Voices this Week draws together published material on an important strategic issue in South Asia.  This week highlights analysis on Indian foreign policy – in particular regarding the future of India-Pakistan relations – under the leadership of Prime-Minister-elect Narendra Modi.

Brookings’ Tanvi Madan writes on “A Modi Foreign Policy: The Knowns and Unknowns,” beginning with a caveat that “first and foremost, it is important to say that there is a lot we don’t know…. [and that] the structural and ideological basis of Indian foreign policy and the existence of a permanent bureaucracy mean that there will be continuity in many areas.”

She terms the future of India-Pakistan relations as:

“perhaps the biggest wild card. It is not known whether Modi will essentially take the line that India needs stability in its neighborhood to ensure economic growth and development, which is the primary and perhaps sole objective for which he will have a clear public mandate…. There’s a possibility that Modi will take a more hawkish line instead. This is especially likely if, in the first six months or so of his government, there is a major terrorist attack in India or on Indians abroad that can be traced to elements in Pakistan.”

Two pieces in The Hindu assess the Prime Minister-elect’s invitation to regional leaders to attend his swearing-in ceremony on Monday. An editorial presents three messages the invitations send to three distinct audiences: Pakistan, the region, and domestic audiences. The piece asserts that “while dressed up as an outreach to all SAARC leaders, the invitation was clearly meant primarily for Prime Minister Nawaz Sharif of Pakistan,” in part as an olive branch, but also as “an assertion that Pakistan now has to deal with a powerful new leader in New Delhi with a decisive mandate, and that the onus is now on Pakistan to show that it wants friendly ties.” The piece continues:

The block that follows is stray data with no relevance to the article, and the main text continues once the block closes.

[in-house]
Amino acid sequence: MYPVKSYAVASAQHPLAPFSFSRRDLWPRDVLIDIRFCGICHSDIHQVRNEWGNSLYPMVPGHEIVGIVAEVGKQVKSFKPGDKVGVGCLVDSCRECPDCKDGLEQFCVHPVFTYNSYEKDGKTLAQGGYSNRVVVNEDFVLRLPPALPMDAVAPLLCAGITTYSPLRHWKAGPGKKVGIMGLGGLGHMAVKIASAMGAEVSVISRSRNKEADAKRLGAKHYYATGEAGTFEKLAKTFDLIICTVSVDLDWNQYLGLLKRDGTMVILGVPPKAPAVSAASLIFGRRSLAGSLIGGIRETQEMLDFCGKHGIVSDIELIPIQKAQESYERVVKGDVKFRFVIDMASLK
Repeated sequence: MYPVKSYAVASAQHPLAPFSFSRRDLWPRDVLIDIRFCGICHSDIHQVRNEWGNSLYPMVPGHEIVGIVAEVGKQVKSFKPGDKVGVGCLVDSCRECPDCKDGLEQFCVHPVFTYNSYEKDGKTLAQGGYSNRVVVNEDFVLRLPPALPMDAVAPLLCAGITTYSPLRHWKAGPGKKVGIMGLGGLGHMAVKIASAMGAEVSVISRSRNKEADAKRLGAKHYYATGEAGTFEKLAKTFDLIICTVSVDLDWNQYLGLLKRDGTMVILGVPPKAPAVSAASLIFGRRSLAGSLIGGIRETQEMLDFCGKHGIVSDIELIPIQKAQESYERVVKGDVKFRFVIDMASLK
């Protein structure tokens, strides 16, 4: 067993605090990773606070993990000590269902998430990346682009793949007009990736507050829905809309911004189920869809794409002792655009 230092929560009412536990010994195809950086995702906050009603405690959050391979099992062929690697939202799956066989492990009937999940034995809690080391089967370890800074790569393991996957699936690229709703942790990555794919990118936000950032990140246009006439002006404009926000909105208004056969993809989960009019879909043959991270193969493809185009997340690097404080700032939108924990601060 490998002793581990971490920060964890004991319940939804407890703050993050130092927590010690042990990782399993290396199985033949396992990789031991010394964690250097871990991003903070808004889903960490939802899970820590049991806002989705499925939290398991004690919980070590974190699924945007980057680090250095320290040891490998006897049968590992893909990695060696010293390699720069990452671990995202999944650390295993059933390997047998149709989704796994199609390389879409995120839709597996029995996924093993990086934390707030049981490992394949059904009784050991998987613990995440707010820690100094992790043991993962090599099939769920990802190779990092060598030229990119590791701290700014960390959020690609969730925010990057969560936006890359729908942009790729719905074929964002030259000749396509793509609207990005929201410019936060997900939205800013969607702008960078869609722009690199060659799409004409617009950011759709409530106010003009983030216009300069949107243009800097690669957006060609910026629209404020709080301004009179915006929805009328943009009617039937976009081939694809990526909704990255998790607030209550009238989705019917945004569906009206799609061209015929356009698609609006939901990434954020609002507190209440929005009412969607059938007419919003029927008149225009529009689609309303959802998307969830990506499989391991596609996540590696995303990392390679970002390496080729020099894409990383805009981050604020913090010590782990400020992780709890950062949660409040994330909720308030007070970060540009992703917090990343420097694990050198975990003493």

“The second clear message is to South Asia and the larger region, including China, that under the new leadership India intends to be proactively engaged with the region and… will not let the initiative slip from New Delhi’s hands, whether in the Maldives, Sri Lanka, Bangladesh or Nepal. The third message is meant for regional parties in Tamil Nadu and in West Bengal that, allies or not, they can no longer dictate terms on foreign policy.” 

In an op-ed in the same paper, Suhasini Haidar contends:

“By inviting the South Asian Association for Regional Cooperation (SAARC) leaders to his swearing-in ceremony, Prime Minister-designate Narendra Modi has sent out a powerful message on foreign policy. After an electoral campaign where “Candidate” Modi had made several disquieting statements about the region — from criticising Bangladesh for its treatment of the Hindu minority and on illegal immigrants, to threatening Pakistan over the export of terror and firing at the Line of Control (LoC), it would seem as if Prime Minister-designate Modi wants to start on a fresh page. After all, the irony would be lost on none; that after criticising caretaker Prime Minister Manmohan Singh for “serving biryani to the former Pakistan PM,” Mr. Modi will now preside over his first banquet in office to which he has invited the Pakistan Prime Minister, Nawaz Sharif. To then give the South Asian neighbourhood such importance right at the start of his term is indeed a significant step.”


Image: Raveendran-AFP, Getty


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